HIPAA is designed to protect patient confidentiality. It’s widely misunderstood, not least because of the scary fines for violations. I think on balance it’s a good law, but it needs regular adjustment.
Happily in 2013 a major adjustment was made. Rule makers allowed use of conventional email applications, perhaps without robust encryption, for patient communications if informed consent is given and recorded. I recently put together a set of references on this:
Covers the 2013 final rule changes.
Pretty good discussion of implications
Example of a patient consent to receive unencrypted email
HIPAA language is on page 5634 (I didn’t confirm this, just copied from the Austin Med Clinic consent form.
I’d still worry about risks associated with using Gmail (though communication is now actually well encrypted for most users) — the message will be both sender and receiver’s server forever unless it’s deleted. Tricky business!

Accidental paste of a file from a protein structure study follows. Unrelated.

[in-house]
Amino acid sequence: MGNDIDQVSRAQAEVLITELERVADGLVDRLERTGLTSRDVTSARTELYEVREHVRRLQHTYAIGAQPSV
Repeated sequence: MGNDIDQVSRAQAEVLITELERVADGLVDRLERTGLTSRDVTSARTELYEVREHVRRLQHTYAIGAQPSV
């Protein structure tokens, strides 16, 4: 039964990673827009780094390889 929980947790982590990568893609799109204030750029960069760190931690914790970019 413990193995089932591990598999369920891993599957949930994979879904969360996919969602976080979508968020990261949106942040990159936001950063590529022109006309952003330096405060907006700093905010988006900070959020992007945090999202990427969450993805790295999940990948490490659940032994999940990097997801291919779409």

Still, it’s encouraging to see this clarification. I hope the HIPAA rules continue to be adjusted. Having robust encryption built into laptops helps — at least until the FBI forces backdoors which will, of course, be widely exploited by hackers.
I would be careful! The salient points are:
1. You can send insecure email if you (a) explain the risks, (b) get written consent for it, and (c) have a secure alternative available.
2. Your secure email alternative has to be HIPAA-compliant and you need a special contract with them. It can't be any old secure email provider.
3. Even if you send insecure email to patients, it MUST be through an email provider that provides HIPAA-compliance and has a contract with you. Consent does NOT allow sending email through regular providers like plain Gmail.
For a deep discussion on consent and neglect, see this article on texting and hipaa -- which applies also to email:
And for a deep dive into HIPAA and email ... and in particular how it applies to using Gmail, see this eBook:
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